Mike Dwyer is an actor and producer based in Ohio who has worked in independent films shot in his home state. He stars in, produces, and helped wrote the screenplay for the indie horror film Union Furnace, which will be released on DVD and Blu-Ray on August 15 through Metropol Pictures, a company he co-founded with the film’s director and co-writer, Nicholas Bushman.
World Film Geek got the opportunity to talk with Dwyer about the film.
Thank you Mike for talking about Union Furnace. I saw the film and it sounded like something along the lines of perhaps Saw and Hostel, but it wasn’t like that at all, but it was very good.
Oh cool! Yeah, we get that a lot that it sounds like Saw or Hostel, and I like both movies. But, I hope people will get something different from watching the movie. But cool, I appreciate it!
Before we talk about the film, can you talk about how you got involved in filmmaking and acting?
My uncle loved movies and he actually wrote a book about Christopher Lee and Peter Cushing, about the Hammer cinema. So I grew up watching old Beta tapes of old horror movies. So yeah, from a very young age, I was watching Beta and well, no one even knows what that is anymore (laughs). It was really kind of great to see all these movies and I met Nick [Bushman, the film’s director] in middle school.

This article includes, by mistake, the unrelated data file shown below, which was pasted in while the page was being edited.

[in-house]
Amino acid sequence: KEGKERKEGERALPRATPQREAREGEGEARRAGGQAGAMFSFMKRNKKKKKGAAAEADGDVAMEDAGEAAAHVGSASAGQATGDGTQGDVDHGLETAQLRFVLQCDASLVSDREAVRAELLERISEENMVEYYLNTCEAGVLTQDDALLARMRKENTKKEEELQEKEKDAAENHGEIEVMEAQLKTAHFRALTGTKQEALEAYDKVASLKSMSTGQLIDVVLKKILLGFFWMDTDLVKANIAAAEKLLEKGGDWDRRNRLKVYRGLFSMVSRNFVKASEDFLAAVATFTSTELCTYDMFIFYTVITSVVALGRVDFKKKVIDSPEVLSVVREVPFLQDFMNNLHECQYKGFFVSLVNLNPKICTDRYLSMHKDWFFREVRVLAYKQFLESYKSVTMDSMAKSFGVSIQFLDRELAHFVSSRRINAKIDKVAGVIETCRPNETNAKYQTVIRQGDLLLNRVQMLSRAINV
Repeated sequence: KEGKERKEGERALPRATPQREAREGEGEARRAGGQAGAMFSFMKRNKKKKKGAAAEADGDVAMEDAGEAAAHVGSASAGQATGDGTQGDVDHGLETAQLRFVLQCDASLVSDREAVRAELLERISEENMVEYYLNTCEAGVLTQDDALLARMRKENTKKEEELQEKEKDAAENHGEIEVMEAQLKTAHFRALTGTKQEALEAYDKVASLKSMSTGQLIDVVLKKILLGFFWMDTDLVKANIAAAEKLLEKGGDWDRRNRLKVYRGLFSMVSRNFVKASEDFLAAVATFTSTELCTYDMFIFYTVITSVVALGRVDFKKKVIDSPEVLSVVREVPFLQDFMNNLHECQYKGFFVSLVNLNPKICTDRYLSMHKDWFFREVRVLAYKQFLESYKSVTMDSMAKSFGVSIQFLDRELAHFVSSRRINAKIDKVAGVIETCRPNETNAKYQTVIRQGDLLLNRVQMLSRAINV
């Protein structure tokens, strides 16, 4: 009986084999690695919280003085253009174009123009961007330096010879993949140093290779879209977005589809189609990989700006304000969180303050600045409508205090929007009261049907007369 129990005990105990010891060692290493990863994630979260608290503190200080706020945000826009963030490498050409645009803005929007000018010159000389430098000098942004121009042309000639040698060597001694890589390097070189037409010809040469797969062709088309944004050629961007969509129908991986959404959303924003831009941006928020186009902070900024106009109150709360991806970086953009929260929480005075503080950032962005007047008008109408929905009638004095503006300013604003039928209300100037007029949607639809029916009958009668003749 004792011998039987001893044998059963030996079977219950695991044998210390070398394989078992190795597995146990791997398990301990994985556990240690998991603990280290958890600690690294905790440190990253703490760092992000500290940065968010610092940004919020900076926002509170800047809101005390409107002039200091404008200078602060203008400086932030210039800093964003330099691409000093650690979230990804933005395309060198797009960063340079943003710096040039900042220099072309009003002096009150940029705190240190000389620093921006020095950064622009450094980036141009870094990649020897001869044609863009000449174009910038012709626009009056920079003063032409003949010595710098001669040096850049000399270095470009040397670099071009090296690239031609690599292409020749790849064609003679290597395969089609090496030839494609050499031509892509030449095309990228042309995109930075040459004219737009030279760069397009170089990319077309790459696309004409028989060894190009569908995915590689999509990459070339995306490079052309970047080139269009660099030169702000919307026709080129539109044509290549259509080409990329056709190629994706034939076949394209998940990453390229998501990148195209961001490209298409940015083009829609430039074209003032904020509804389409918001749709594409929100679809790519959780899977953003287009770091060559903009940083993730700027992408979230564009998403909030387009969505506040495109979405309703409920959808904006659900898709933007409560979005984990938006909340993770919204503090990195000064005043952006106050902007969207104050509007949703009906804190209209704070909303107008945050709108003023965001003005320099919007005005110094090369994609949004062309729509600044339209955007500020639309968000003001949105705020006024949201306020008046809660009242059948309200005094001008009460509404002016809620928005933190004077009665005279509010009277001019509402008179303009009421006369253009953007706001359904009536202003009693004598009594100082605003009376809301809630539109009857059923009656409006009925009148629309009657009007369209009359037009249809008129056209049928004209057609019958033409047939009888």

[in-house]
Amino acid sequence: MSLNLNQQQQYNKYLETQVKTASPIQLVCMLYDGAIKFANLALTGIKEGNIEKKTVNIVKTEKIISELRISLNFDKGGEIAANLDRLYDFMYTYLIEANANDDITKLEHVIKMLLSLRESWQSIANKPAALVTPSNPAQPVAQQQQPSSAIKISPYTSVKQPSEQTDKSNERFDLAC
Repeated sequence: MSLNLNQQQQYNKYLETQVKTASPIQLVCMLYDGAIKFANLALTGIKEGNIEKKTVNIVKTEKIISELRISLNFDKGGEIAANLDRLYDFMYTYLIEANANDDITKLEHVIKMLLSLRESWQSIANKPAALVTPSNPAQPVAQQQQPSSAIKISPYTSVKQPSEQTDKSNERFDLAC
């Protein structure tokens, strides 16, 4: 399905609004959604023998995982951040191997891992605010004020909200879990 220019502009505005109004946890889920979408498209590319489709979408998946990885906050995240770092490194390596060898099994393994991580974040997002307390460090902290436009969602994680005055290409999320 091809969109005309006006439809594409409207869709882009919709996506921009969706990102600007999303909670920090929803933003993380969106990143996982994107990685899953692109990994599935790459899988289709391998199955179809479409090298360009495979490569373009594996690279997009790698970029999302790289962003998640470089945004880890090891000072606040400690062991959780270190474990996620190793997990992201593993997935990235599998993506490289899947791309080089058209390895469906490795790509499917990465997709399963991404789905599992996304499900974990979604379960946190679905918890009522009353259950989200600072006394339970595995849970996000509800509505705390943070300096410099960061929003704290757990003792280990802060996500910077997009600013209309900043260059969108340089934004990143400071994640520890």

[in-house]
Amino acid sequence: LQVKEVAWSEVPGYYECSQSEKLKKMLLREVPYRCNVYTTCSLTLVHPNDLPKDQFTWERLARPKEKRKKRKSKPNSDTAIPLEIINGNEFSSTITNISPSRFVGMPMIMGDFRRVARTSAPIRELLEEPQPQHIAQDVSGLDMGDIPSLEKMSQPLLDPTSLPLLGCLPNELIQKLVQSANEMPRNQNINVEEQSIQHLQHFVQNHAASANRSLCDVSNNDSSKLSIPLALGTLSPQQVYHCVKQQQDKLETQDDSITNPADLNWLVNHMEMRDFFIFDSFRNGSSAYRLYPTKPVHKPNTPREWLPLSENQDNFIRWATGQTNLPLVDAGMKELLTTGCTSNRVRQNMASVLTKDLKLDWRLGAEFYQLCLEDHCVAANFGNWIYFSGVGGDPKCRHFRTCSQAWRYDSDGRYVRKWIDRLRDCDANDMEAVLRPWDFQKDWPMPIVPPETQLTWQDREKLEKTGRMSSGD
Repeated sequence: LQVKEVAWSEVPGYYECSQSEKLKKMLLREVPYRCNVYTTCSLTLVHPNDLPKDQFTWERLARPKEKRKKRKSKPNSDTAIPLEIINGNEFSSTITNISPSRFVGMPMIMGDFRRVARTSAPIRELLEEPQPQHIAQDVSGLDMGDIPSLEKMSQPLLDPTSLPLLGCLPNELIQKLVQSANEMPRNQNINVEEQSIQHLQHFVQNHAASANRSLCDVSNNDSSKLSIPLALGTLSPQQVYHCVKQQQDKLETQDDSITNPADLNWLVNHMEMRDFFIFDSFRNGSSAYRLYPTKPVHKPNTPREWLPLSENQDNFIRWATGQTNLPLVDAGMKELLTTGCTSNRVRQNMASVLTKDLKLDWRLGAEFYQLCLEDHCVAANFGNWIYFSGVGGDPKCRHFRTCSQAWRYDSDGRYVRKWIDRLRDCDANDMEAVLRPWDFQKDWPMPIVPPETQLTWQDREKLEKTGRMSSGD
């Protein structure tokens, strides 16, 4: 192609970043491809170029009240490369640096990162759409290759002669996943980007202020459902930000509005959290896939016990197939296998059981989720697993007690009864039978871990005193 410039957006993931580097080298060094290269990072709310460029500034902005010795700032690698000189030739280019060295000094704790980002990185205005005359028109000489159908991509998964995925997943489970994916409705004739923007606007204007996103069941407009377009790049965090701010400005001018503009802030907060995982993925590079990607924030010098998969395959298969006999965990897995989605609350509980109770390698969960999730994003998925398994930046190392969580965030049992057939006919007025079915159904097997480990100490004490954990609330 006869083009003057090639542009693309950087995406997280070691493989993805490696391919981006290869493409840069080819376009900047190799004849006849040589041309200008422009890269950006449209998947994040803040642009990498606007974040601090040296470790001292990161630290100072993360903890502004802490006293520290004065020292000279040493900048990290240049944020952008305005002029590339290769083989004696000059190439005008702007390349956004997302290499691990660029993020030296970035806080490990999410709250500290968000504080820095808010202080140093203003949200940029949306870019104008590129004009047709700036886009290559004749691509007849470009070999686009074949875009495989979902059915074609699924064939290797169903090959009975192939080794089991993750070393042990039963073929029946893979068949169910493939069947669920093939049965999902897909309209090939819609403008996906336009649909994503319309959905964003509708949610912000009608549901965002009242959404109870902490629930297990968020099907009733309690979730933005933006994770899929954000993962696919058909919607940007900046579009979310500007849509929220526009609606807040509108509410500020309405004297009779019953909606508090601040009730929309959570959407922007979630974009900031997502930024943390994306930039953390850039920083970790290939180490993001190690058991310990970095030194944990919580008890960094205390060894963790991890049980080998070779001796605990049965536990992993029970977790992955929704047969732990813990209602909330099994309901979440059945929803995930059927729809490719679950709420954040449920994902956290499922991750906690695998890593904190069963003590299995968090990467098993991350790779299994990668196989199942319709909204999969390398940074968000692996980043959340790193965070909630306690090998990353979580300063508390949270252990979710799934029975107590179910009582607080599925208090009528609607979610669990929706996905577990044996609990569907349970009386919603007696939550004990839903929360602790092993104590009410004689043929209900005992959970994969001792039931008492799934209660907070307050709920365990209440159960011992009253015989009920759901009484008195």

Nick had always wanted to make movies, probably from birth [laughs] and we went and saw Donnie Brasco together twenty-plus years ago and I said, yeah, I want to make movies. And he did too, so that’s how it all started for me. I went to film school for a little while, then just started and putting them out.
Let’s get into Union Furnace. What inspired you and Nicholas Bushman to come up with the film?
Well, we had made our first film, The Sandbar, which was a father-son movie with Rick Rossovich, who did major films like Terminator, Roxanne, and Top Gun. It was a blast and we wanted to do another movie but we wanted to do something different.